Features to Look for in Quant Trading Software
Most ready-made trading software packages offer real-time market data and price quotes. Quant traders want access to company fundamentals such as P/E ratios, earnings and other metrics updated in real time. And lacking that, they should look for software programs that allow them to easily integrate outside data sources, which can open up new and unique possibilities for research and discovery.
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Depending on the breadth of their outlook, quant traders may want to trade across several different markets. But each exchange might provide data via a different digital language. Be sure that any software package can integrate feeds in these different formats, or that it has access to popular third-party data purveyors such as Bloomberg or Reuters.
While those capabilities will help quant traders focus on the right data and build the right models, there’s another side, namely trading on those models. This is where finding or building the right software can make or break a quant trader.
For quant traders, especially traders who make many short-term trades in the course of a day, one vital feature for software comes down to latency. If it takes 0.2 seconds for a price quote to get to your software vendor’s data center from the exchange, and it takes 0.3 seconds for it to get from there to your screen, and then 0.1 seconds for the trading software you use to process the data, and then another 0.3 seconds for the trading software to receive the data, analyze it, and make a trade, that matters. Especially in quant trading, time is money. But the lag continues. It may take 0.2 seconds for a trade order to get to a broker, and another 0.3 seconds for the broker to deliver that trade order to the exchange.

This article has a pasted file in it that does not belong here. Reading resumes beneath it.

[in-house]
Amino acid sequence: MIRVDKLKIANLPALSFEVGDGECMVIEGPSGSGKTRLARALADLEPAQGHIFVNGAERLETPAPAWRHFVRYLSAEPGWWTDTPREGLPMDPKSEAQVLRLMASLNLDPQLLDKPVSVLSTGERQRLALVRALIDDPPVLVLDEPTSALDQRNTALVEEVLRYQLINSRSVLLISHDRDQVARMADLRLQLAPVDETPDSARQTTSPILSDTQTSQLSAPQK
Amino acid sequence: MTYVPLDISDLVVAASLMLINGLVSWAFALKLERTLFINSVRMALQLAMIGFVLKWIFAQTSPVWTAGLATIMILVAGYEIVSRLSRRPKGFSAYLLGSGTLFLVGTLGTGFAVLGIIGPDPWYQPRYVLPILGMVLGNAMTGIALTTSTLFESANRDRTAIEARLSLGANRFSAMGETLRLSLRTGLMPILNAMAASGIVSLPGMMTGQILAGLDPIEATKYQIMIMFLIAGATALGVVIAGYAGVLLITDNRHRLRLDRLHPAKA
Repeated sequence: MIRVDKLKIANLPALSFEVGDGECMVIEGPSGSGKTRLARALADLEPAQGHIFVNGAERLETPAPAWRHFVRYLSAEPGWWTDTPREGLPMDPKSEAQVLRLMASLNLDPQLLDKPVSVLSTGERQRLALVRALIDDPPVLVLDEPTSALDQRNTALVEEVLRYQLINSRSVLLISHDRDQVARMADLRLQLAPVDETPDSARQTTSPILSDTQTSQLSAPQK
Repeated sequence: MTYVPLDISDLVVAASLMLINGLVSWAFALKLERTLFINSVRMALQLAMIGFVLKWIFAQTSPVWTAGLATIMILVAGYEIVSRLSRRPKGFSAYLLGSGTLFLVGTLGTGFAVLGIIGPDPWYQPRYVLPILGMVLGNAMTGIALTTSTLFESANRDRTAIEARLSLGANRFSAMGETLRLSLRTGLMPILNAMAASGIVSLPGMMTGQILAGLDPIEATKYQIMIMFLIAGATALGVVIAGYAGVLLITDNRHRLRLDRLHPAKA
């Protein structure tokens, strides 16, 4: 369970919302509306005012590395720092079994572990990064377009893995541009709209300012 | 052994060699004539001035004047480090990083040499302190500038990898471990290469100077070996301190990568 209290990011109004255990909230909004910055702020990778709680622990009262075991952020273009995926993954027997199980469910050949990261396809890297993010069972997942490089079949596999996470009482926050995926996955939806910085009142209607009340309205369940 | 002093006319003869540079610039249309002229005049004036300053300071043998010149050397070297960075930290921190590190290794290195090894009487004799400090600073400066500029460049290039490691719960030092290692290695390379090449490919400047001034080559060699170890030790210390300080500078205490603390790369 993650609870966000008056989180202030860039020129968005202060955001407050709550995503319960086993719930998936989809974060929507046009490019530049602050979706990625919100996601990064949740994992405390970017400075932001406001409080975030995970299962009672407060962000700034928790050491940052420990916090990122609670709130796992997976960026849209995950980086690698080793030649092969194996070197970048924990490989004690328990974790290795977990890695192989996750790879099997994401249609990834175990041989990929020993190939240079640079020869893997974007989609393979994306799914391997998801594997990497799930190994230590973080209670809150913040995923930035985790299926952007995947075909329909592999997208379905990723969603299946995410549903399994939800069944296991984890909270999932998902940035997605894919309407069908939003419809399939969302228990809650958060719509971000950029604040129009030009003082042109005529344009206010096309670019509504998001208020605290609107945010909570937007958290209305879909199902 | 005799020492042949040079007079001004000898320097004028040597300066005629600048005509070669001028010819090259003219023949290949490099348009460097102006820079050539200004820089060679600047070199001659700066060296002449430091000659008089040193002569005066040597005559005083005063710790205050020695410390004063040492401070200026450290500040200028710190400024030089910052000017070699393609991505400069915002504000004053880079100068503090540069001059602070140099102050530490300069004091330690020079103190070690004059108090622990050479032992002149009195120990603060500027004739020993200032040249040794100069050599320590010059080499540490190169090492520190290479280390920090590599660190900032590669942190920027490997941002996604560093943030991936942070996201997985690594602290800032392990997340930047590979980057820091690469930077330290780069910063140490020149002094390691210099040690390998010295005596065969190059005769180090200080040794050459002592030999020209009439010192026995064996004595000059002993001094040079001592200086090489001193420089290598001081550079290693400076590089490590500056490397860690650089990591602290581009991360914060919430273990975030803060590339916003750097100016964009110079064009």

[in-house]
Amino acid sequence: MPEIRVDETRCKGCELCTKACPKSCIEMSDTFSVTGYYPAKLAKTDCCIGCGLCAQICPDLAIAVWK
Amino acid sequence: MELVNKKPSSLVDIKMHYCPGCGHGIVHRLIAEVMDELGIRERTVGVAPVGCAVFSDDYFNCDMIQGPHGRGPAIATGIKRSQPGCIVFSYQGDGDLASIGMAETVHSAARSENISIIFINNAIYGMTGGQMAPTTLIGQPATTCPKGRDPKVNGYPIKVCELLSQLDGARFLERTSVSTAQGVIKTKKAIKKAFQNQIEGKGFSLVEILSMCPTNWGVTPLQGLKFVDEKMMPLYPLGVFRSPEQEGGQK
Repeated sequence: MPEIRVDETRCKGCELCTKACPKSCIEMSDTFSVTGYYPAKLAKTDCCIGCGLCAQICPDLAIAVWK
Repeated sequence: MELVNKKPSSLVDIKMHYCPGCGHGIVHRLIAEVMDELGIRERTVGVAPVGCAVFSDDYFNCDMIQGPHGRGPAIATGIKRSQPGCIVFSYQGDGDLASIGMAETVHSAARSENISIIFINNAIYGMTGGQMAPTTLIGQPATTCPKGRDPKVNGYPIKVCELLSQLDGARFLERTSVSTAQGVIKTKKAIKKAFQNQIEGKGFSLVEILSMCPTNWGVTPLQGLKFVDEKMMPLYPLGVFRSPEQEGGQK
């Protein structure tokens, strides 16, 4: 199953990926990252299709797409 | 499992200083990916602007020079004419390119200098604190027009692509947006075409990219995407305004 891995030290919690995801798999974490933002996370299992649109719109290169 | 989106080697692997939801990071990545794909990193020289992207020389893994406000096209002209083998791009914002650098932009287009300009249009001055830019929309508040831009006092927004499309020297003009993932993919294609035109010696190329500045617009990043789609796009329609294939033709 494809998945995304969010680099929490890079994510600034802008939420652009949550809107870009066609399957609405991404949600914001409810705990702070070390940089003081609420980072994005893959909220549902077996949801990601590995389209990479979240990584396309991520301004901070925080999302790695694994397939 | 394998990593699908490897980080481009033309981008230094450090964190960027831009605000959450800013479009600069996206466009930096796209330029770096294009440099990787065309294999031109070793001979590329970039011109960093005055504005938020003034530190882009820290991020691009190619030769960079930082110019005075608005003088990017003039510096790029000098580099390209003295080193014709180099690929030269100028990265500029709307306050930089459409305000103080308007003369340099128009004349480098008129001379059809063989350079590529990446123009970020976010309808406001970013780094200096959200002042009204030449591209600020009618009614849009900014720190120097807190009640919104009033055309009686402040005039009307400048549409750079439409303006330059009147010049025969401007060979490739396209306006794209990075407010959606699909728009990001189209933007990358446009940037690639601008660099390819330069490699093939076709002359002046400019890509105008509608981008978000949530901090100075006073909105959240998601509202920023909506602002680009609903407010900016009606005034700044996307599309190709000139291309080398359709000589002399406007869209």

Especially in a stock hat’s seeing heavy volume, that 1.4 seconds could mean the difference between a successful and unsuccessful trade. That means that any delay in a software constitutes a real disadvantage to a quant trader, and should be considered when buying software.
Pros and Cons of Quant Trading
Emotion can be one of the biggest obstacles to successful trading. Investors may hold onto losing positions too long, thinking they’ll turn around. And they may let winning investments run too long, and lose money when they take a turn. But computer models have no emotions. That’s one reason why quantitative trading is so popular.
That said, quantitative trading can come with its own unique problems. The main one is that the financial markets are always changing. The rules, trends, correlations, cycles and even fundamental logic of the markets often seem to change with dizzying speed. As a result, even the most back-tested and seemingly promising quantitative trading model will occasionally fail. And while many models and trading programs may be profitable for a time, a successful quant trader is always looking for the next big change.
Some investors may find that using fundamental analysis on stocks offers a bit of the best of both worlds. Fundamental analysis incorporates both quantitative and qualitative analysis, in an effort to create a better overall picture of a given stock.
Quant trading—once the province of institutions and hedge funds—has gone mainstream. Individuals are getting in on this strategy, using data to try and predict the markets, rather than relying on emotion and instinct.